Now we get to the crisis in journalism. Quality deteriorates as editorial checks and balances are removed. Fairfax five years ago decided to outsource much of its sub-editing and layout to “editorial solutions provider” Pagemasters (owned by wire service AAP, which in turn is jointly owned by Fairfax, News Corp and Seven West Media).
This arrangement lasted just three years. In 2014, Fairfax sought to further cut costs by sacking Pagemasters. Ironically, many of the staff there were original refugees from an earlier round of redundancies at Fairfax, so they got dumped twice.
Fairfax’s next move downmarket was to set up its own barebones sub-editing operation in New Zealand, but this only resulted in increasingly embarrassing production howlers, including this now notorious headline in an early weekend edition of the AFR, announcing to readers that “the world is fukt”.
More recently, in one of the worst lapses of editorial control I have ever seen, the SMH stuck on its front page a provocative column by its in-house right-winger and flame-thrower Paul Sheehan, detailing completely unsubstantiated allegations by a clearly deluded woman that she had been gang-raped by a Middle Eastern gang. The woman’s story had so many holes in it that any half-decent journalist would have picked it apart. But Sheehan’s enthusiasm for his (rather nasty) political agenda and the newspaper management’s desire for clickbait (the new barometer of news value) meant it went through unchecked.
It’s true Fairfax’s underlying problems are shared by newspapers around the world. Indeed, much bigger publishers like America’s Knight-Ridder (home of great, Pulitzer Prize-winning newspapers like the Miami Herald and the Philadelphia Inquirier) were either bought out or went bust in the last decade in the failed search for a new business model.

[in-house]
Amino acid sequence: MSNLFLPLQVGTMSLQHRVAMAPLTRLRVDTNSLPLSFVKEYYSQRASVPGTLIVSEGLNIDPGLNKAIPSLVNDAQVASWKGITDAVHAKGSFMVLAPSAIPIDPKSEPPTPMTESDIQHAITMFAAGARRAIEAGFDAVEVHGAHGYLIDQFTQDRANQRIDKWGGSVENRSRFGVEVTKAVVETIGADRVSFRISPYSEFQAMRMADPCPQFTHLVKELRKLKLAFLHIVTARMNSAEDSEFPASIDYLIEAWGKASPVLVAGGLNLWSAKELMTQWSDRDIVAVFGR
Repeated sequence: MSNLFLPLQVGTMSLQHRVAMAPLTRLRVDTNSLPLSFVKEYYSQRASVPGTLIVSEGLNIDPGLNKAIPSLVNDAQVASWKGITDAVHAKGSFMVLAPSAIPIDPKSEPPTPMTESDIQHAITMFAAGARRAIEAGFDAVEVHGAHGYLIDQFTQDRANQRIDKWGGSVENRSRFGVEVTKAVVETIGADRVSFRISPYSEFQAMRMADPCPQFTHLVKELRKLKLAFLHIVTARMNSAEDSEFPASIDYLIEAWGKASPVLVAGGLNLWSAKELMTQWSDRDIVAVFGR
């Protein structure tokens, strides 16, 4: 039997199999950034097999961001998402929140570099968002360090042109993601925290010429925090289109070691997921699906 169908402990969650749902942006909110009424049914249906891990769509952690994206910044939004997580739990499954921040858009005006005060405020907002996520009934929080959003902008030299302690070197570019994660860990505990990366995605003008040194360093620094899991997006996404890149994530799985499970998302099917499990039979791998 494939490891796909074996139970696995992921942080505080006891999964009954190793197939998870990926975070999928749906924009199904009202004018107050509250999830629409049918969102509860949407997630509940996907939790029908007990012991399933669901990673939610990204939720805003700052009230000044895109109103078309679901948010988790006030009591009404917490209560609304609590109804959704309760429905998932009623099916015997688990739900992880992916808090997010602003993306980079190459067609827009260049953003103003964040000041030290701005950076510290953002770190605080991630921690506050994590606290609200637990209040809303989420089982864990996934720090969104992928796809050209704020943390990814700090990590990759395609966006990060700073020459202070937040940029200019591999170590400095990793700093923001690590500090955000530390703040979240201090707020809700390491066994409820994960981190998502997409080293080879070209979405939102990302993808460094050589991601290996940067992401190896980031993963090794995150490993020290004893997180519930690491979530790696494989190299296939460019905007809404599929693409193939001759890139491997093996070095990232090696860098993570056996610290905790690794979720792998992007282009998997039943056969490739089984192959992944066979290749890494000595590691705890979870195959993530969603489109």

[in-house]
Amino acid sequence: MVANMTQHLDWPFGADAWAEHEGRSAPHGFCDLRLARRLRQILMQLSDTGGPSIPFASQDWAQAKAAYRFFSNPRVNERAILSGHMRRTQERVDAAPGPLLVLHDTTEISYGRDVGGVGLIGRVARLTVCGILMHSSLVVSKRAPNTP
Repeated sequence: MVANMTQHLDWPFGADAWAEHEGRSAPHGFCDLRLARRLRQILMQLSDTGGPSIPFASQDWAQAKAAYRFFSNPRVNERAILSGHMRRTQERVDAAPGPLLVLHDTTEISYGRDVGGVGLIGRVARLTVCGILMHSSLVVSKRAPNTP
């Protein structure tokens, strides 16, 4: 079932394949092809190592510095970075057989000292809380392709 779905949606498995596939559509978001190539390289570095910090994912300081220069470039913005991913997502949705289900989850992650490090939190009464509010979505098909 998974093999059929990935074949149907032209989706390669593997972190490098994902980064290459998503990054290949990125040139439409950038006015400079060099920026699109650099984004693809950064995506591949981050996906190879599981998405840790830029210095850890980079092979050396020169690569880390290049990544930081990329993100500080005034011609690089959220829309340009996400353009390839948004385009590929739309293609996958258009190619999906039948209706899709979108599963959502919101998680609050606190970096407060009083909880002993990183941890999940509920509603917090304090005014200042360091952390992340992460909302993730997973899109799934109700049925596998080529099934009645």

But Fairfax’s fate has been made worse by incompetent management, dithering boards full of people with no understanding of the value of journalism and warring internal fiefdoms led by careerists crawling their way up the corporate ladder.
Marketing gurus, the kind that wrecked Fairfax, used to like to talk about “unique selling propositions” – the one factor that gives your company its selling power and prestige. Domino’s Pizza came up with “you get fresh, hot pizza delivered to your door in 30 minutes, or its free.” These days, it’s all about “brand positioning”.
For Fairfax’s Greg Hywood, the big growth area isn’t journalism. It’s “content marketing”.
“The term content marketing may not be familiar to many of you,” Hywood told the company’s AGM in 2013. “It covers a broad suite of media and publishing content that actively engages and builds a customer relationship to drive trial, acquisition or loyalty without actively selling. “
I’d suggest to Fairfax journalists that when a media CEO starts talking like that, run. The unique selling proposition of Fairfax traditionally was quality journalism, which is built on public trust. Without trust, it has nothing. It is a marketing company, an advertising platform, just another vehicle for fast-talking MBAs to leverage brand opportunities in pursuit of revenue streams.
With the old media companies disintermediated and now empty shells (like the major record labels before them), quality journalism is going to have to find its own way in the marketplace (like musicians have had to do).
That could mean journalists breaking away from the marketers and crowdfunding new leanly-staffed digital publications that dump the usual keep-the-ads-apart news fodder for real public interest journalism.
So what price do we want to put on this quality journalism?
Maybe the better question for everyone to ask is what cost we are prepared to accept for living without it.